Yes, it was an extreme example but also a good reminder about what human rights or the real lack of it looks like.

    Seems to me that too many people tend to under appreciate the rights we already do enjoy.

    Yes, we must continually attempt to expand human rights in Singapore but to be blind to the fact that we do not already enjoy considerable rights is to possess a skewed, unbalanced perspective.

    • 25 Brendan 27 November 2010 at 21:41

      Well, you need to be a little more specific of what you mean by “too many people tend to under appreciate the rights we already do enjoy”.

      In your first post, you metioned that Singaporeans do not really bother about the bread and butter issues. Then, knowing that this is the case, don’t you think it’s your duty to inform them on how we can change the system ?

      “Yes, we must continually attempt to expand human rights in Singapore but to be blind to the fact that we do not already enjoy considerable rights is to possess a skewed, unbalanced perspective.”

      That’s precisely what our bloggers are trying to do, that is to counterbalance the alreaady skewed perspective coming from our MSM.

  17. 26 SgWitness 28 November 2010 at 01:58

    Big typo in my last post:

    “Yes, we must continually attempt to expand human rights in Singapore but to be blind to the fact that we do not already enjoy considerable rights is to possess a skewed, unbalanced perspective.”

    The correct version is:

    “Yes, we must continually attempt to expand human rights in Singapore but to be blind to the fact that we do already enjoy considerable rights is to possess a skewed, unbalanced perspective.”

  18. 27 SgWitness 28 November 2010 at 08:19


    I never said that Singaporeans do not care about bread and butter issues. The mandatory death penalty, ISA and, for heterosexuals, Section 377A are NOT bread and butter issues for most of them because the perception is that such laws make no difference to the quality of their lives.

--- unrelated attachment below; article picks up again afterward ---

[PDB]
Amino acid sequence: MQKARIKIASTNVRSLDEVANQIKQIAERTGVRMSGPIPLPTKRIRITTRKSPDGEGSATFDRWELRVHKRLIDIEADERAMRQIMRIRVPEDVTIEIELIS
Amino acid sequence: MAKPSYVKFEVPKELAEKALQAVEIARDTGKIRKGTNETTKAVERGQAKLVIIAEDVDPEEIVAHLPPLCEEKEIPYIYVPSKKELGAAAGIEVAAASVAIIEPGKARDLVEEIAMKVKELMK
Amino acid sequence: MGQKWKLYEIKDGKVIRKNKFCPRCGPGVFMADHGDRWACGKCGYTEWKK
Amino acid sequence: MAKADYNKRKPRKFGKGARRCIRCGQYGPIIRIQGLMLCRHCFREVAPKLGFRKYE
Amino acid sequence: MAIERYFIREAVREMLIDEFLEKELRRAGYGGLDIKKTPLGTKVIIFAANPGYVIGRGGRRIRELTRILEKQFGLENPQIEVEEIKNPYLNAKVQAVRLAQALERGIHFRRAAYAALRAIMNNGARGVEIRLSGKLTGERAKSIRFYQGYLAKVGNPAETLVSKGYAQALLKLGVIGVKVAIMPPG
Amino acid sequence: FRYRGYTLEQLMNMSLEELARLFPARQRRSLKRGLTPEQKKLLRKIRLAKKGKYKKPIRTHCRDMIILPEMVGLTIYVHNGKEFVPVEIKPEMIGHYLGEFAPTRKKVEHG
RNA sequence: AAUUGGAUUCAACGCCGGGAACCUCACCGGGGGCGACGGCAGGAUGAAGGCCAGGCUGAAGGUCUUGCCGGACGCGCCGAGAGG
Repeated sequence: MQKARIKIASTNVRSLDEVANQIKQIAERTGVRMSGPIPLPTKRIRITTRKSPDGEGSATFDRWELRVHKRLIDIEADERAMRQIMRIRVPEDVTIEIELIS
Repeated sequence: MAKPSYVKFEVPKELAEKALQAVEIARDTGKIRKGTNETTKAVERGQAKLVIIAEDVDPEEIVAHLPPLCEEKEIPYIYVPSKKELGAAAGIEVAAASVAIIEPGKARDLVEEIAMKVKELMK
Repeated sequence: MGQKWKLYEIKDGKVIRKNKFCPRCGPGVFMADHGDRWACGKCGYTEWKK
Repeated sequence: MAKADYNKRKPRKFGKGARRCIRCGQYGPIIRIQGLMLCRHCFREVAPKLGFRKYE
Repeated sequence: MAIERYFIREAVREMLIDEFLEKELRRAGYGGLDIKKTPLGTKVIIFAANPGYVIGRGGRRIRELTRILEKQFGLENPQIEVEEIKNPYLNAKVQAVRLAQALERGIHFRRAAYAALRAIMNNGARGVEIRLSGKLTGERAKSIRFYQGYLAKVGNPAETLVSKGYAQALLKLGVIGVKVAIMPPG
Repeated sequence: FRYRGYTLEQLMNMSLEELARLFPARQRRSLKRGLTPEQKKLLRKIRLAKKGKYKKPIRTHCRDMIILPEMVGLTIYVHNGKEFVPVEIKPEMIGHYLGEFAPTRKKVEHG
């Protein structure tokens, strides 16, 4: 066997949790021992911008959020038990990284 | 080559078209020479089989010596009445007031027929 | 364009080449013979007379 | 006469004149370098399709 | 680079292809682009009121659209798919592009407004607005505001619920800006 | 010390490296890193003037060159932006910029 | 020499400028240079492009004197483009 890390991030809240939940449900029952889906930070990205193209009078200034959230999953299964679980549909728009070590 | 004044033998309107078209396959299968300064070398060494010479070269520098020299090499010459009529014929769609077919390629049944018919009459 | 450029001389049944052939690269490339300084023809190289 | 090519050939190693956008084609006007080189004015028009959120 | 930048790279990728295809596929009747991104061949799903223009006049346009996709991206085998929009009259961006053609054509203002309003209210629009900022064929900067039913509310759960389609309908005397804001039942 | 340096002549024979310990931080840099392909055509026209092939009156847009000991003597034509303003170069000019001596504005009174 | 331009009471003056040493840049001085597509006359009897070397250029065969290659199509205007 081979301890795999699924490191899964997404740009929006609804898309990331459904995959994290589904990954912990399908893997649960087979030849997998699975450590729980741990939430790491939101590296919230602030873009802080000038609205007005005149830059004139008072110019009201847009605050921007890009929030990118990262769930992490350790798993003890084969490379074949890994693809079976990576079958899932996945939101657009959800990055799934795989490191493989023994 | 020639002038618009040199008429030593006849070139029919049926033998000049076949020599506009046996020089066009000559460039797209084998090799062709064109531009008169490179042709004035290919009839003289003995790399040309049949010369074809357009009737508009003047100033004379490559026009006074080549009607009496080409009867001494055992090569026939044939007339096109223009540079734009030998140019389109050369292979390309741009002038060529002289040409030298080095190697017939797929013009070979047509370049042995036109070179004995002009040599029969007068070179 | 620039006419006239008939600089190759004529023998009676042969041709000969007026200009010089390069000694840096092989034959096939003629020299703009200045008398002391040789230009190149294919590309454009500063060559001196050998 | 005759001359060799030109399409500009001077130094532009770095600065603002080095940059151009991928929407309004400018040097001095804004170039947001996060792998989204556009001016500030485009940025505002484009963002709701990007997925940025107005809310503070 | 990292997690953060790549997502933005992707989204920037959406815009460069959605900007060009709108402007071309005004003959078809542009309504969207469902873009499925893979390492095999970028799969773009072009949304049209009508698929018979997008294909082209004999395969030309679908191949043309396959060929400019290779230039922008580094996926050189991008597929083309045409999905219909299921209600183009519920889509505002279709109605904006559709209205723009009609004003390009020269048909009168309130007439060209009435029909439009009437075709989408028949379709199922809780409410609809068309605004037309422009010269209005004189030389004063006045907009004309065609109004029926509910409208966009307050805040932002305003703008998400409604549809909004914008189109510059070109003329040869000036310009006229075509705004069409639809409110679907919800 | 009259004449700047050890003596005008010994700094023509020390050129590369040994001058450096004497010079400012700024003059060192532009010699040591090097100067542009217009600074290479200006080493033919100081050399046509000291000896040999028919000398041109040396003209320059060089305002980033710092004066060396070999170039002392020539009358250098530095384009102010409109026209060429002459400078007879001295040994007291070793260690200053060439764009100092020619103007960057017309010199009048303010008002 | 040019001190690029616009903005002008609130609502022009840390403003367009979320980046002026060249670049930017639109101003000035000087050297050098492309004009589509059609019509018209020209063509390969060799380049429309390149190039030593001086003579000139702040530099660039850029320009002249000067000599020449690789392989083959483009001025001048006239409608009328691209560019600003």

On the other hand, increased taxes of any kind or the rise in unemployment figures would be a major source of interest. These would be the bread and butter issues.

    What is MSM by the way? (It commonly stands for Males who have Sex with Males, but if I take it that you mean this, I don’t understand the point of what you were trying to convey.)

    • 28 thornofplenty 28 November 2010 at 12:32

      @SgWitness actually, MSM often stands for “Men who have Sex with Men” this is different than males, because it includes transgender men and doesn’t, generally, include transgender women.

      I think Brenda refers to Mainstream Media.

  19. 29 Chua 28 November 2010 at 08:33

    MSM is Mainstream Media.

  20. 30 SgWitness 28 November 2010 at 17:20

    Acronyms…. they can sometimes be a real pain.

    Yes, of cos…. mainstream media (but also males having sex with males).

    The skewed perspective of the conventional media matters less and less as more citizens become more net-savvy.

  21. 31 SgWitness 1 December 2010 at 08:49

    The above [comment] is exactly symptomatic of a skewed perspective.

    Even a cursory reading of The Universal Declaration makes it obvious how skewed the post really is.

    [The comment to which this comment refers to has been deleted because (a) it was off-topic and (b) it descended to anti-PAP infantilism. Calling it “skewed perspective” was being kind, in my opinion – yawningbread]